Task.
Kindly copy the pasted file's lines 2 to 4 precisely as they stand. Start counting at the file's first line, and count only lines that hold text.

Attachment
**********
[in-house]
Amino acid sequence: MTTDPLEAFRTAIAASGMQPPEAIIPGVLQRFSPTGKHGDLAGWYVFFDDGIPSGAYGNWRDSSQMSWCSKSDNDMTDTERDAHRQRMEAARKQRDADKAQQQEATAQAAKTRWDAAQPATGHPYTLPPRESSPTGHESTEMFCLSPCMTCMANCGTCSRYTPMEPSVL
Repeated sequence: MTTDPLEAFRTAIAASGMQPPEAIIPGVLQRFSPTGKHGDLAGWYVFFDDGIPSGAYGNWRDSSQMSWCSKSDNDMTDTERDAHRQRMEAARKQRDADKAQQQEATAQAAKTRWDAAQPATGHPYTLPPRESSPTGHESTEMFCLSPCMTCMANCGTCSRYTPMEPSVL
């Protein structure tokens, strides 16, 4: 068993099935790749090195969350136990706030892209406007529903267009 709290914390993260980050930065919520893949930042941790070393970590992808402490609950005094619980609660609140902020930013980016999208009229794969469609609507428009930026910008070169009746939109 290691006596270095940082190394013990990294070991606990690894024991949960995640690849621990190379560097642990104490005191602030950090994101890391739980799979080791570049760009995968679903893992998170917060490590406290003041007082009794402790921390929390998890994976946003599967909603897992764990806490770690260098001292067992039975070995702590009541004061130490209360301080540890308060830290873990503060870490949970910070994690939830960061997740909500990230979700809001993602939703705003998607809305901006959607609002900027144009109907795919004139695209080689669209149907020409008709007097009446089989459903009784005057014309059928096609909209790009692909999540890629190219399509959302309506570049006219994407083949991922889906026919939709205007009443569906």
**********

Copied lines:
Amino acid sequence: MTTDPLEAFRTAIAASGMQPPEAIIPGVLQRFSPTGKHGDLAGWYVFFDDGIPSGAYGNWRDSSQMSWCSKSDNDMTDTERDAHRQRMEAARKQRDADKAQQQEATAQAAKTRWDAAQPATGHPYTLPPRESSPTGHESTEMFCLSPCMTCMANCGTCSRYTPMEPSVL
Repeated sequence: MTTDPLEAFRTAIAASGMQPPEAIIPGVLQRFSPTGKHGDLAGWYVFFDDGIPSGAYGNWRDSSQMSWCSKSDNDMTDTERDAHRQRMEAARKQRDADKAQQQEATAQAAKTRWDAAQPATGHPYTLPPRESSPTGHESTEMFCLSPCMTCMANCGTCSRYTPMEPSVL
């Protein structure tokens, strides 16, 4: 068993099935790749090195969350136990706030892209406007529903267009 709290914390993260980050930065919520893949930042941790070393970590992808402490609950005094619980609660609140902020930013980016999208009229794969469609609507428009930026910008070169009746939109 290691006596270095940082190394013990990294070991606990690894024991949960995640690849621990190379560097642990104490005191602030950090994101890391739980799979080791570049760009995968679903893992998170917060490590406290003041007082009794402790921390929390998890994976946003599967909603897992764990806490770690260098001292067992039975070995702590009541004061130490209360301080540890308060830290873990503060870490949970910070994690939830960061997740909500990230979700809001993602939703705003998607809305901006959607609002900027144009109907795919004139695209080689669209149907020409008709007097009446089989459903009784005057014309059928096609909209790009692909999540890629190219399509959302309506570049006219994407083949991922889906026919939709205007009443569906």